By now, most people know how COVID-19 can harm them physically. This new coronavirus disease primarily attacks the lungs, sometimes causing lethal pneumonia. While most people encounter mild symptoms due to infection, older people and those with preexisting illnesses are at higher risk from complications.
However, the impact of COVID-19 is far from being purely physical. Your mental health can also suffer from the direct and indirect effects of the disease. Indeed, the reality that COVID-19 impacts mental health is sobering. However, only by understanding the risks that it places on your mind can you bolster your defenses and protect your mental health.
Fears Over Transmission
The thought of a new disease that’s rapidly spreading is already worrying. It doesn’t help that the condition has no cure, no vaccine, and can lead to fatalities. The novel coronavirus spreads through droplets that people release whenever they cough, sneeze, speak or even sneeze. Casual contact, such as spending time with another person, carries a significant risk of disease transmission.
While COVID-19 infection doesn’t directly cause psychological problems, the fear of the disease and its consequences can be enough to scare people. According to YouGov, nearly six out of ten people were afraid that they would catch the virus. No one wants to contract a readily contagious disease that can lead to death.
Even if you’re not currently infected, the uncertainty can still hurt your mental wellbeing. People might think that they could catch the infection in the future. Even the possibility of becoming sick can be triggering for many people.
However, as insidious COVID-19 might be, it’s not only the illness that scares people. By now, you would be aware of the massive societal disruption that the pandemic brought to the world.
As cases started to climb, governments stepped up by imposing strict social distancing measures to reduce infection rates. In many places, these measures took the form of quarantines and lockdowns that restricted non-essential travel. Even busy streets became empty as people stayed indoors and reduced physical contact with others.
The cost of maintaining social distancing measures can be huge. Disrupted supply chains and closed businesses mean halted economic growth. As companies attempt to cut costs, some people can lose their source of livelihood. The supply of essential items such as disinfectants and personal protective equipment can also become scarce. The potential loss of jobs and the inadequate supply of goods can be a potent source of stress.
Symptoms And Consequences
Many of the main symptoms of mental conditions are noticeable. For example, anxiety disorders cause intense feelings of dread and fear, while people with depression often feel down and in low spirits.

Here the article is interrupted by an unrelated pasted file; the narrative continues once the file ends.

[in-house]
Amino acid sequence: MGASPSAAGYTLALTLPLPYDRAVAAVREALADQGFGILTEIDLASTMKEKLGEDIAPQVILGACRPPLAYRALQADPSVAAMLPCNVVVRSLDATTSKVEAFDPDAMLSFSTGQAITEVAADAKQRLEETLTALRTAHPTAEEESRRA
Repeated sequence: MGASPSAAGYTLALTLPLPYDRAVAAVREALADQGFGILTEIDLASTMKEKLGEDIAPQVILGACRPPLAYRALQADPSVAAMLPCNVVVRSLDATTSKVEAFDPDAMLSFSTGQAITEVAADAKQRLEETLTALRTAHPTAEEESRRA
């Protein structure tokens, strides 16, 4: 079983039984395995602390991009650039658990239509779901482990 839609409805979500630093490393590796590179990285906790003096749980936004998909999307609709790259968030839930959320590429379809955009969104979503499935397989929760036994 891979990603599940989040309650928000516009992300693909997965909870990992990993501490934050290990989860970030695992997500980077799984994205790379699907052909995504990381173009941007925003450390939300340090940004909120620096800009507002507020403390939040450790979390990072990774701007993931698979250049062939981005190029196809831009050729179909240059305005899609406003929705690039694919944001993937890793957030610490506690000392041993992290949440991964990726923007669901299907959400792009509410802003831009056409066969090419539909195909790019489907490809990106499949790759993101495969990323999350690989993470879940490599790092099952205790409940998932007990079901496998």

What distinguishes mental illnesses from everyday moods is their potential to disrupt normal activities. Anxiety disorders can lead to extreme stress that prevents people from accomplishing basic tasks. Clinical depression can cause someone to lose interest in everyday activities, sometimes leading to suicidal ideation.
Other symptoms of mental health problems depend on how the person reacts to the condition. If stress makes them lose their appetite, they may gradually develop weight loss. If they respond with stress-eating, they may gain weight.
The problem is that with all the uncertainty in the world today, it can become challenging to determine the cause of the symptoms you feel. As Timothy J. Legg, Ph.D., explains, “some people may attribute weight gain to the fact that their gyms are closed and that they have been baking or cooking more than they had been, while others may be experiencing weight loss that may be due to depressive symptoms.”
Actions To Take
To defend yourself against COVID-19, you need to fortify yourself physically and mentally. First, make sure to eat a well-balanced diet, exercise regularly, and get enough quality sleep. By taking care of your body, you also take care of your mind and your emotions.
If everything becomes too much to take, remember to take a break. Breathing exercises and meditation sessions can help you return to a calmer state. It also provides the opportunity to assess your situation and put things into perspective.
Social connection is now more critical than ever. Make sure to spend ample quality time with family. Reach out to friends with a quick phone call or a short message.
Finally, don’t be afraid to consult with a mental health professional for consultations and treatment. While COVID-19 presents dangers to your physical and mental health, being aware and taking action are already powerful ways to protect yourself from harm.